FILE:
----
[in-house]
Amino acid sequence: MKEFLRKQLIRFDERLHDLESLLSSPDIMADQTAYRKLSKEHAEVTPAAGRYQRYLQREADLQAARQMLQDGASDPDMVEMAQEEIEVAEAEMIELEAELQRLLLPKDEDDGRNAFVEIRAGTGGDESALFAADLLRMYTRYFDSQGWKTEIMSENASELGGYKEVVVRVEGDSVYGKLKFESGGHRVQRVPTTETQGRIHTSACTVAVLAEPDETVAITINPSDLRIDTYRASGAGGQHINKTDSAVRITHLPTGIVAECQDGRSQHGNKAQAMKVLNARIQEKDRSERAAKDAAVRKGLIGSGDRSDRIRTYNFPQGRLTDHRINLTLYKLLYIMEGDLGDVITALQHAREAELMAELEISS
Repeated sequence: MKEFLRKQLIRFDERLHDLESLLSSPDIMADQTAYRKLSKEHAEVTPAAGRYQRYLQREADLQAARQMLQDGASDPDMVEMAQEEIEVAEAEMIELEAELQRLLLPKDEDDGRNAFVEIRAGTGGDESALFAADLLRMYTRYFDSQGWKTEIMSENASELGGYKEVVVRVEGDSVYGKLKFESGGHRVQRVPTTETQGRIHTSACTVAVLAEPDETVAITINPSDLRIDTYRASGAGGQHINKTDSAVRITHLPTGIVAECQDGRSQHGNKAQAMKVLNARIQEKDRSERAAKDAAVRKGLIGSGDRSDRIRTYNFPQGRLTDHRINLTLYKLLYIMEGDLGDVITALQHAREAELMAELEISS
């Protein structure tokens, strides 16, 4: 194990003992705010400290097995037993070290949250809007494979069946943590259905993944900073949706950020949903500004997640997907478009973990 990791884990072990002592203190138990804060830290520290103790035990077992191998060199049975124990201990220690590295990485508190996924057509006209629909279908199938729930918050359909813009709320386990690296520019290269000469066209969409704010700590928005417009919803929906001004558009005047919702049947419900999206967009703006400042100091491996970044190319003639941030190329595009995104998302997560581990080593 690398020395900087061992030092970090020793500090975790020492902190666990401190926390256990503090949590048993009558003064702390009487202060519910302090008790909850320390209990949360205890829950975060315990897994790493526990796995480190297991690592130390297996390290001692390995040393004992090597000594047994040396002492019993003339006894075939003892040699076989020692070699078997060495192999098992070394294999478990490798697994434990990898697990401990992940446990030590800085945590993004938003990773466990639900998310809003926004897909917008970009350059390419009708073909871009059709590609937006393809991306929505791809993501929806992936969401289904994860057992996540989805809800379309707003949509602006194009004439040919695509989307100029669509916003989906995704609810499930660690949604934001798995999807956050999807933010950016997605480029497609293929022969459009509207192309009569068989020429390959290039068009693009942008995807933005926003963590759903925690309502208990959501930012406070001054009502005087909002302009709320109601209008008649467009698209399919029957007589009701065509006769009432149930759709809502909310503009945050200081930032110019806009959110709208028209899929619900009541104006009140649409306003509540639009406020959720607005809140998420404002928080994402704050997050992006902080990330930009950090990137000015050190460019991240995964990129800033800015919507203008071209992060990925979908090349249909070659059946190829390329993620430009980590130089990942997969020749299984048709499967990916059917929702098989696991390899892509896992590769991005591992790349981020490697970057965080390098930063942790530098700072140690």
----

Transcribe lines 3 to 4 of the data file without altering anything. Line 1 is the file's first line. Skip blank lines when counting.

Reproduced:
Repeated sequence: MKEFLRKQLIRFDERLHDLESLLSSPDIMADQTAYRKLSKEHAEVTPAAGRYQRYLQREADLQAARQMLQDGASDPDMVEMAQEEIEVAEAEMIELEAELQRLLLPKDEDDGRNAFVEIRAGTGGDESALFAADLLRMYTRYFDSQGWKTEIMSENASELGGYKEVVVRVEGDSVYGKLKFESGGHRVQRVPTTETQGRIHTSACTVAVLAEPDETVAITINPSDLRIDTYRASGAGGQHINKTDSAVRITHLPTGIVAECQDGRSQHGNKAQAMKVLNARIQEKDRSERAAKDAAVRKGLIGSGDRSDRIRTYNFPQGRLTDHRINLTLYKLLYIMEGDLGDVITALQHAREAELMAELEISS
């Protein structure tokens, strides 16, 4: 194990003992705010400290097995037993070290949250809007494979069946943590259905993944900073949706950020949903500004997640997907478009973990 990791884990072990002592203190138990804060830290520290103790035990077992191998060199049975124990201990220690590295990485508190996924057509006209629909279908199938729930918050359909813009709320386990690296520019290269000469066209969409704010700590928005417009919803929906001004558009005047919702049947419900999206967009703006400042100091491996970044190319003639941030190329595009995104998302997560581990080593 690398020395900087061992030092970090020793500090975790020492902190666990401190926390256990503090949590048993009558003064702390009487202060519910302090008790909850320390209990949360205890829950975060315990897994790493526990796995480190297991690592130390297996390290001692390995040393004992090597000594047994040396002492019993003339006894075939003892040699076989020692070699078997060495192999098992070394294999478990490798697994434990990898697990401990992940446990030590800085945590993004938003990773466990639900998310809003926004897909917008970009350059390419009708073909871009059709590609937006393809991306929505791809993501929806992936969401289904994860057992996540989805809800379309707003949509602006194009004439040919695509989307100029669509916003989906995704609810499930660690949604934001798995999807956050999807933010950016997605480029497609293929022969459009509207192309009569068989020429390959290039068009693009942008995807933005926003963590759903925690309502208990959501930012406070001054009502005087909002302009709320109601209008008649467009698209399919029957007589009701065509006769009432149930759709809502909310503009945050200081930032110019806009959110709208028209899929619900009541104006009140649409306003509540639009406020959720607005809140998420404002928080994402704050997050992006902080990330930009950090990137000015050190460019991240995964990129800033800015919507203008071209992060990925979908090349249909070659059946190829390329993620430009980590130089990942997969020749299984048709499967990916059917929702098989696991390899892509896992590769991005591992790349981020490697970057965080390098930063942790530098700072140690």